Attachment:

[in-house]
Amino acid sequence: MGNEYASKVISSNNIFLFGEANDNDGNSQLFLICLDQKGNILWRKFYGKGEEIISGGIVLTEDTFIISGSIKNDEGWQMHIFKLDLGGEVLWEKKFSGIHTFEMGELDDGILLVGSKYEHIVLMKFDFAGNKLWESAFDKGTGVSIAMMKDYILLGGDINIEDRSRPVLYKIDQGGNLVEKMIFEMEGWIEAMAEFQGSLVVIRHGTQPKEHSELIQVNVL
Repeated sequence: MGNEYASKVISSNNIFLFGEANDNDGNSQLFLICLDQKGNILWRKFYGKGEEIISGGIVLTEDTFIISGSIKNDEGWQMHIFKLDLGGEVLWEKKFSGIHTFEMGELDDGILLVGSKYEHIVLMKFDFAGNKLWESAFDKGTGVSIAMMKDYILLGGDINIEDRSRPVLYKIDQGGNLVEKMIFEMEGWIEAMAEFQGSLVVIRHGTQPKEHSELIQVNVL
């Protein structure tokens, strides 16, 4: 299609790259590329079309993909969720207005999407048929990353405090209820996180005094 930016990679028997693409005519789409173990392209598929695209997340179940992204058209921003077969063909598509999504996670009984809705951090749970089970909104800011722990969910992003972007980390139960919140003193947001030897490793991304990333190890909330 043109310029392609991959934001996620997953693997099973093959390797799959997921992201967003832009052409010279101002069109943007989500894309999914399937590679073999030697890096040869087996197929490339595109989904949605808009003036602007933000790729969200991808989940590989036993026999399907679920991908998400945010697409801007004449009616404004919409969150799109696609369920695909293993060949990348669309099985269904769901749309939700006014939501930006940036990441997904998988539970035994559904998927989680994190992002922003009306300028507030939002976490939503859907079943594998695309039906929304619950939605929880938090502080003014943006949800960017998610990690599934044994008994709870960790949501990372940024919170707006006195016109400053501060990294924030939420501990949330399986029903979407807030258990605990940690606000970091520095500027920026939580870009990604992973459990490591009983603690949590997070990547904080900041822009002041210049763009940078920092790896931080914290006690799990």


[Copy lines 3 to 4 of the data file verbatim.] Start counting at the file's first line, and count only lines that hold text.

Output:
Repeated sequence: MGNEYASKVISSNNIFLFGEANDNDGNSQLFLICLDQKGNILWRKFYGKGEEIISGGIVLTEDTFIISGSIKNDEGWQMHIFKLDLGGEVLWEKKFSGIHTFEMGELDDGILLVGSKYEHIVLMKFDFAGNKLWESAFDKGTGVSIAMMKDYILLGGDINIEDRSRPVLYKIDQGGNLVEKMIFEMEGWIEAMAEFQGSLVVIRHGTQPKEHSELIQVNVL
């Protein structure tokens, strides 16, 4: 299609790259590329079309993909969720207005999407048929990353405090209820996180005094 930016990679028997693409005519789409173990392209598929695209997340179940992204058209921003077969063909598509999504996670009984809705951090749970089970909104800011722990969910992003972007980390139960919140003193947001030897490793991304990333190890909330 043109310029392609991959934001996620997953693997099973093959390797799959997921992201967003832009052409010279101002069109943007989500894309999914399937590679073999030697890096040869087996197929490339595109989904949605808009003036602007933000790729969200991808989940590989036993026999399907679920991908998400945010697409801007004449009616404004919409969150799109696609369920695909293993060949990348669309099985269904769901749309939700006014939501930006940036990441997904998988539970035994559904998927989680994190992002922003009306300028507030939002976490939503859907079943594998695309039906929304619950939605929880938090502080003014943006949800960017998610990690599934044994008994709870960790949501990372940024919170707006006195016109400053501060990294924030939420501990949330399986029903979407807030258990605990940690606000970091520095500027920026939580870009990604992973459990490591009983603690949590997070990547904080900041822009002041210049763009940078920092790896931080914290006690799990």